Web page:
That these restrictions are in restraint of trade cannot be doubted. Any pharmacist who opens a new chemists shop can only sell professional or traditional goods in it, and in any existing chemists shop no new classes of non-traditional goods can be sold unless the Council consents. This restraint may severely hamper the shopkeeper, and indeed it may make the business so unprofitable that the shop has to be closed. I need not consider the wider aspect of public interest, whether that might seriously inconvenience members of the public who wish to have prescriptions dispensed or to buy medicines.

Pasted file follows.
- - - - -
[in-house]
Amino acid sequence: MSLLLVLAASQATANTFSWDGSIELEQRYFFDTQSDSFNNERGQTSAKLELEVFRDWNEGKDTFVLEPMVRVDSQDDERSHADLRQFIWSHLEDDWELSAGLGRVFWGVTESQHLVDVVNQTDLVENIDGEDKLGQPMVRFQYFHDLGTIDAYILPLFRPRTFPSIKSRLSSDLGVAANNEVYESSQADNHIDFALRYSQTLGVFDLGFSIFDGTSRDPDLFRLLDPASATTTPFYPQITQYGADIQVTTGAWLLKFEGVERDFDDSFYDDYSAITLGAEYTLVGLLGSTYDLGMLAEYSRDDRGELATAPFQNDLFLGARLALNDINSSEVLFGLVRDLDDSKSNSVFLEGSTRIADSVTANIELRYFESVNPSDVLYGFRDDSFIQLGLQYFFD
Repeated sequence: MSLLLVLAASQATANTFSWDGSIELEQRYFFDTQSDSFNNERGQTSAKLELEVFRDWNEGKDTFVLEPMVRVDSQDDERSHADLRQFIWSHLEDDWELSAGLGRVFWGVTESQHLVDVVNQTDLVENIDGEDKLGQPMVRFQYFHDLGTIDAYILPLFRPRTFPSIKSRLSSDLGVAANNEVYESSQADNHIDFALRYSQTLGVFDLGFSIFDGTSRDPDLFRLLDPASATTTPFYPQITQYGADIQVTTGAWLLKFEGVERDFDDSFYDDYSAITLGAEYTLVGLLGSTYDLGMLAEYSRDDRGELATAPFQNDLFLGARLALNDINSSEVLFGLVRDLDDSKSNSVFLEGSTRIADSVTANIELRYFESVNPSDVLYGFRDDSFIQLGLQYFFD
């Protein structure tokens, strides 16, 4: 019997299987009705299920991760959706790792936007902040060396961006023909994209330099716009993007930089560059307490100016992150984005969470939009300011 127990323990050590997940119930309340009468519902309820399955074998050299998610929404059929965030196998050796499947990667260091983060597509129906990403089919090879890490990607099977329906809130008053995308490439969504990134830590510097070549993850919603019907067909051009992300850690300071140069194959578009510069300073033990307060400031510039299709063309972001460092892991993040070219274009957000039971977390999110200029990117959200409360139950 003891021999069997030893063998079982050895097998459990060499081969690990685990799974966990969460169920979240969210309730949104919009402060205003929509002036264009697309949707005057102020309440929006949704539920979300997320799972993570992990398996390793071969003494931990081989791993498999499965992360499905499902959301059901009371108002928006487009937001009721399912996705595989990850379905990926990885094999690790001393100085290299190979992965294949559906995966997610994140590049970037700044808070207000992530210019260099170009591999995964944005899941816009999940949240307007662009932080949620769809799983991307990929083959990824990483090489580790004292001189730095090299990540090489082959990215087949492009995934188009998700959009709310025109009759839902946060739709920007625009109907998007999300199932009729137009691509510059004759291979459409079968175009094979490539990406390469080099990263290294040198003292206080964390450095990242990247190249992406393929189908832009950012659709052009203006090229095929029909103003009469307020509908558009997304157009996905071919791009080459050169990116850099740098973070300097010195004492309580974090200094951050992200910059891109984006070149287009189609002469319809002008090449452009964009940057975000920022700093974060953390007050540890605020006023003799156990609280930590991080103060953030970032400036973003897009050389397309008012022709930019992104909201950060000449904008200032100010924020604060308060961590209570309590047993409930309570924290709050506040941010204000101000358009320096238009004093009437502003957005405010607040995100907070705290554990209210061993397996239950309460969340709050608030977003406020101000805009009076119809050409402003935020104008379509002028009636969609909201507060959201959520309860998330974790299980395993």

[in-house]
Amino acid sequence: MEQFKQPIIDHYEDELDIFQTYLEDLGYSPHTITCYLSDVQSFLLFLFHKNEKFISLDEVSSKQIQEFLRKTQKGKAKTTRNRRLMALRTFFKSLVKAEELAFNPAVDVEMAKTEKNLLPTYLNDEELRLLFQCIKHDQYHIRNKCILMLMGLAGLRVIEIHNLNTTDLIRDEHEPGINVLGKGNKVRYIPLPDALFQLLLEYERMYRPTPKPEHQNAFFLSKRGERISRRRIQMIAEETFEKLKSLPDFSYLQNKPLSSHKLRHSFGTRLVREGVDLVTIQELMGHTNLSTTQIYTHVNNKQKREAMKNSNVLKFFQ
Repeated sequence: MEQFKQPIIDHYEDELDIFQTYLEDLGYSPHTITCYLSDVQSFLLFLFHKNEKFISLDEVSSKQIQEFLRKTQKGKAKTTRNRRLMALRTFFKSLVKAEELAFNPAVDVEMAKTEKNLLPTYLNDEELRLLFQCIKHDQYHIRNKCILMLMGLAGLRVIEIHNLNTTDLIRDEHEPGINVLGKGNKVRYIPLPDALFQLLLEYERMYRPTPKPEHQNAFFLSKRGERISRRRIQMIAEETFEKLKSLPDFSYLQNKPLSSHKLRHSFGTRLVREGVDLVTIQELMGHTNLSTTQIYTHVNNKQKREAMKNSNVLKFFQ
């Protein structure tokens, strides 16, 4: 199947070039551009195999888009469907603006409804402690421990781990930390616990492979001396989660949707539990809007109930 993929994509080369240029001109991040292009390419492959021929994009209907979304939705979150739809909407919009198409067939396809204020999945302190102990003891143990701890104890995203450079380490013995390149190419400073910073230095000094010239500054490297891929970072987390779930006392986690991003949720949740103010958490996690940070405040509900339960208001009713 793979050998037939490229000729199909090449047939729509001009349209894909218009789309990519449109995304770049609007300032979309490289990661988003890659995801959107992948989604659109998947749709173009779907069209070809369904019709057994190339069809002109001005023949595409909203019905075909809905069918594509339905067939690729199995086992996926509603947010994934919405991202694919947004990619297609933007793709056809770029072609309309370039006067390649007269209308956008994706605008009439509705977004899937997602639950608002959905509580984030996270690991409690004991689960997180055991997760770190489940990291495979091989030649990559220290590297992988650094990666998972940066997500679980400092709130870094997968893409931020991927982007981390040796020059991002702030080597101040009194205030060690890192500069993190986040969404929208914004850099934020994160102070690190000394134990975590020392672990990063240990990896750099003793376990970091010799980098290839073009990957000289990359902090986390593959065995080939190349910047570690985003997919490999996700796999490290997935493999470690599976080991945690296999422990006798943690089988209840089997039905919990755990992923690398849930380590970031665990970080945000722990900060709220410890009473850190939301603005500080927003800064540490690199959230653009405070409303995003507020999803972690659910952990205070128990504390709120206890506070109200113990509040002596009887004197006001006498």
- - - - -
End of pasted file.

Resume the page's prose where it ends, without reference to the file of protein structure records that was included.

The Respondent argues that, as this motion would operate in restraint of trade, the ordinary principles of restraint of trade apply so that the Appellants must plead and prove justification. I am very doubtful whether that is so where restraints exist as part of a code of professional conduct. If the ordinary rule were to apply, any member of a profession who wanted to make more money by disregarding some long standing rule of professional conduct could require the restraint to be justified without himself having to allege and prove that the rule was unreasonable. The onus would be on the body defending the standards of the profession and, unless the tests laid down in the authorities are to be altered, I do not see how the Court could limit the extent to which it would interfere in the domestic affairs of the profession. On the general question of the ordinary rules of restraint of trade I may be permitted to refer to what I said in Esso Petroleum v. Harpers Garage [1967] 2 W.L.R. 871 at page 876 and the following pages. But I do not think it necessary to pursue this matter because, wherever the onus may lie in this case, I am of opinion that these restrains cannot reasonably be related to the objects of the...